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Publication Number: FHWA-RD-00-164
Date: January 2001

Highway Effects on Vehicle Performance

The publication is divided into smaller files for easier downloading & printing:

Cover - Chapter 2
(pages 1-6, PDF - 1,037 KB)

Chapter 3 - Appendix A
(pages 7-30, PDF - 2,973 KB)

Appendix B - References
(pages 31-71, PDF - 2,192 KB)

Abstract: This report presents an overview of the efforts to develop a convenient procedure to simulate operation of motor vehicles on highways of an arbitrary configuration and to estimate fuel consumption and exhaust emissions resulting from reasonable operations of those vehicles.

Highway pavements, grades, curves, and wind and traffic flow rates affect the fuel consumption and air contaminant emission rates for a given section of highway or a network of highways. A limited number, four vehicles, were tested on a large-roll dynamometer and under various road and traffic flow conditions. Evaluations of other analytical and experimental results were also made. Based on experiments and evaluations, clear relationships were developed relating specific loads and speeds to pollutant emissions and fuel consumption rates. These data were used to develop a user-friendly personal computer program called the Vehicle/ Highway Performance Predictor Algorithm. This model is intended to receive any reasonable mix of data for a selection of various vehicles that may approximate the traffic mix for given locations for past, current, and reasonable future years. The procedure can be used by highway planners and designers, environmental engineers, and traffic engineers, particularly those involved in Intelligent Transportation Systems, to evaluate local microspace air quality evaluations or larger area air pollution emission rates to determine impacts and conformity to the State Implementation Plans for the areas. This model is intended to use modal emissions and fuel usage rates that are based on various speeds and loads of vehicles in operation.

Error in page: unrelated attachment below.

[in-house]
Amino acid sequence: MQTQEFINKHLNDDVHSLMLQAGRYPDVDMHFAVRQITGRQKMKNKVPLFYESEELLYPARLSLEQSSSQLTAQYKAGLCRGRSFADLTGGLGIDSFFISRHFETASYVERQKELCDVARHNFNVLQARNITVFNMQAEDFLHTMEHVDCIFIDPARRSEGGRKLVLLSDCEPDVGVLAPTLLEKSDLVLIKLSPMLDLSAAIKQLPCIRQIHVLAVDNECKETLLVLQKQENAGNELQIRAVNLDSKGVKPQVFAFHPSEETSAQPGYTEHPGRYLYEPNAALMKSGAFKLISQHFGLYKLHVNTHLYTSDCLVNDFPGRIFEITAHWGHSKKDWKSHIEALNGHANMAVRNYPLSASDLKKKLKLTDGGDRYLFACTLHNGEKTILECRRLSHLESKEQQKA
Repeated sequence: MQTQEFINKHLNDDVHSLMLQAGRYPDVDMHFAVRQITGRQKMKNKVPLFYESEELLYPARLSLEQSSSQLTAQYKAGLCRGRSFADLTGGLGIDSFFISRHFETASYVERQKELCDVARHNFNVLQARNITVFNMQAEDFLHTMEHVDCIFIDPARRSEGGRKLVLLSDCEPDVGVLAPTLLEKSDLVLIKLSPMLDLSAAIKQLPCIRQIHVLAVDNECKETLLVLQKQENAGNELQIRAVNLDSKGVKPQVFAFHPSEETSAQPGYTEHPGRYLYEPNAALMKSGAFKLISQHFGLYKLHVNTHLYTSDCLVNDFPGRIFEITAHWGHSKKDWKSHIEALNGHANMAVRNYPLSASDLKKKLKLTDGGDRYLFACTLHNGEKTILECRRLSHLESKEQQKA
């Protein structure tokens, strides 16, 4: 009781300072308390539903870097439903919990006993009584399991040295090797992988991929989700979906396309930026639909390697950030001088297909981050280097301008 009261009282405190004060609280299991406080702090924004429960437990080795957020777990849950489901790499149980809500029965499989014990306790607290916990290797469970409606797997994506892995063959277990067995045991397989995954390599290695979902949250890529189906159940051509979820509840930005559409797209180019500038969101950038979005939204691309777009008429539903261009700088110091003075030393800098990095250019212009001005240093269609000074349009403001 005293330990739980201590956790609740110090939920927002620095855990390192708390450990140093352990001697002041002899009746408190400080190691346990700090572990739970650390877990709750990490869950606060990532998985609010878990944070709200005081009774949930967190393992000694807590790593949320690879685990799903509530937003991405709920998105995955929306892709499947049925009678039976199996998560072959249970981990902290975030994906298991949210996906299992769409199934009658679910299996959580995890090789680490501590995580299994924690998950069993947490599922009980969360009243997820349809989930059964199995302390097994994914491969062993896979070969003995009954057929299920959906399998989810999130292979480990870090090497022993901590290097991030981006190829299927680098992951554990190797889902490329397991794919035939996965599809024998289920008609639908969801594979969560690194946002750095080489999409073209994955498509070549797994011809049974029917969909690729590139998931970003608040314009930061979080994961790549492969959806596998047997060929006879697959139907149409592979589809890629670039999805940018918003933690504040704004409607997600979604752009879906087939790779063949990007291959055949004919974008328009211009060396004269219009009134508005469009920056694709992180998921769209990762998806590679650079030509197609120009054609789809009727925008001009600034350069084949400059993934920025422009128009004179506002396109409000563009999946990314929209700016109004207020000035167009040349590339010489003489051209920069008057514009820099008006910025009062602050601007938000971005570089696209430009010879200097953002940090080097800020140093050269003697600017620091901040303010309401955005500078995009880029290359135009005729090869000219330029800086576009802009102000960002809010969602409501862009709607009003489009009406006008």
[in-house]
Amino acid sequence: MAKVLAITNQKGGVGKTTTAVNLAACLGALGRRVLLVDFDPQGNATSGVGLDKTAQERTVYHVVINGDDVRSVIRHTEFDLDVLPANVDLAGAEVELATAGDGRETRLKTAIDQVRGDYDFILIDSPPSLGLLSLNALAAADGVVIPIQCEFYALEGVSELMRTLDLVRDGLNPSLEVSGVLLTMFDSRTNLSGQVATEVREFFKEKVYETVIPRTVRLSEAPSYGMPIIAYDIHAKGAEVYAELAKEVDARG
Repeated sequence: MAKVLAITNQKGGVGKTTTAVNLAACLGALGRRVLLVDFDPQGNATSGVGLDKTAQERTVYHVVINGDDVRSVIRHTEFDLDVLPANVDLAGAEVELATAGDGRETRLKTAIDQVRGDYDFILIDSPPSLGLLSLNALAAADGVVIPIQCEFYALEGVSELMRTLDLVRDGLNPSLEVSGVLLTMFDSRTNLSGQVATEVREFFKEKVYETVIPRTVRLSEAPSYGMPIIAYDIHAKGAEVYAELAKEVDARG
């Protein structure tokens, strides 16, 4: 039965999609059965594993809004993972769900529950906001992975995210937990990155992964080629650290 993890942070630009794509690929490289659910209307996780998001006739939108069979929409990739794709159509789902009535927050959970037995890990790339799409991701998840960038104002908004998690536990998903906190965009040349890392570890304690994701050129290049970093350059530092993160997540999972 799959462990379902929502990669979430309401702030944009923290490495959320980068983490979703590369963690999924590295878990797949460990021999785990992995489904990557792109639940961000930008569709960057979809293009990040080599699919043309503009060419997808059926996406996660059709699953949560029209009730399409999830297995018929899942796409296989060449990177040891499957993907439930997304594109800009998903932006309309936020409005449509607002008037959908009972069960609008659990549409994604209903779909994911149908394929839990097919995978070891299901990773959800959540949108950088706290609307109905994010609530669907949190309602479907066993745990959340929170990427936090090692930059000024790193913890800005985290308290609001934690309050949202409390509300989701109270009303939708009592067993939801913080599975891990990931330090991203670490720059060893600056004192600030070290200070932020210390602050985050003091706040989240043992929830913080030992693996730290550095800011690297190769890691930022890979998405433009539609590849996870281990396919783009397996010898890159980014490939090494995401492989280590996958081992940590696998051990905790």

This report reviews the principles involved in determining the external loads on vehicles from longitudinal and lateral accelerations, aerodynamic drag, rolling resistance, and various grades. Examples of loads measured in the field and related dynamometer tests for selected vehicles for fuel consumption and air contaminant emissions are provided.

Detailed data have not been archived. However, informal interim reports containing added experimental information are available from the Federal Highway Administration Offices of Natural Environment, Infrastructure Research and Development, Traffic Operations Research and Development, and four Federal Highway Administration Resource Centers.

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